How should we evaluate teachers and their contributions to student achievement? What measures are best? This page links to research that I have found helpful in exploring the very complex answer to this question.
Most of these articles are from academic journals. Therefore they are technical in nature, but are still accessible and understandable to non-specialists like me. My advice: read the introduction and the conclusion. Skim the rest. Don’t get scared off by the math & statistics.
1. The Widget Effect (Weisberg, Sexton, Mulhern, Keeling, 2009)
Bob’s simple summary: This report from The New Teacher Project examines how 12 school districts in four states use teacher evaluation to make human resources decisions. The report portrays current teacher evaluation practices as a broken system perpetuated by a culture that refuses to identify and deal with performance problems and that fails to reward excellence. Teachers receive very little useful feedback on their performance, and their development plans are disconnected from areas of teaching deficiency. The study proposes how to build teacher evaluation systems that are more credible and useful.
2. What Makes for a Good Teacher and Who Can Tell (Harris, Sass, 2009)
Bob’s simple summary: The authors examine teacher characteristics that predict teacher quality, including subjective evaluations done by school principals. They find principal’s subjective ratings of teachers are positively correlated with “value added” measures. In addition, teachers’ subject knowledge, teaching skill, and intelligence are associated with both teacher ‘value added’ and the overall subjective teacher ratings of principals. Finally, they conclude that principal’s subjective performance ratings of teachers are better predictors of a teacher’s value added than traditional approaches to teacher compensation focused on experience and formal education. They recommend combining subjective principal ratings with objective value-added measures to determine teacher compensation, rather than using traditional step and lane systems.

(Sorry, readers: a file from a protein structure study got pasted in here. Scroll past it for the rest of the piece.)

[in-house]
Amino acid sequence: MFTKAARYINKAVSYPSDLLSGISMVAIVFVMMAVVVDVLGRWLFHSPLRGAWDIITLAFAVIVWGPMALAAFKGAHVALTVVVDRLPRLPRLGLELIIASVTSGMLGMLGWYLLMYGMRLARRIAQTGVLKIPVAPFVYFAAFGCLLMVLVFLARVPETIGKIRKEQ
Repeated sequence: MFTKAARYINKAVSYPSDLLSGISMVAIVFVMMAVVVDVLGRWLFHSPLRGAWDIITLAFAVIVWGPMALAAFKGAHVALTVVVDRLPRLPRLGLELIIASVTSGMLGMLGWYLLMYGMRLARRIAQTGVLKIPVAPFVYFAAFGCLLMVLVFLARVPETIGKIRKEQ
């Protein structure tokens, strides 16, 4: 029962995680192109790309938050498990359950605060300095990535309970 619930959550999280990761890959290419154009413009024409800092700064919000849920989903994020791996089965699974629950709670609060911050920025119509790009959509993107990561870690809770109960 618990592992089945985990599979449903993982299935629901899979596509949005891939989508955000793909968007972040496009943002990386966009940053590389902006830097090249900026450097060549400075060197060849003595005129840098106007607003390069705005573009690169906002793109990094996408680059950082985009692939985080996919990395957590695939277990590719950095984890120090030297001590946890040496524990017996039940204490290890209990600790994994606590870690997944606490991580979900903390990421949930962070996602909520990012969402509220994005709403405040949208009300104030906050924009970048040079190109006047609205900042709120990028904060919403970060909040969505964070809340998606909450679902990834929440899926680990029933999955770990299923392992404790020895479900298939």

3. Gates Foundation – Ensuring Fair and Reliable Measures of Effective Teaching (2013)
Bob’s simple summary: Can effective teaching be identified and measured? This non-technical briefing, based on observation of over 3,000 teachers, says “Yes, it can.” Moreover, it is best done using a combination of classroom observations, student standardized test results, and surveys of students perceptions of their teachers. And by following a few best practices, this approach can yield accurate, reliable results that teachers and administrators can trust.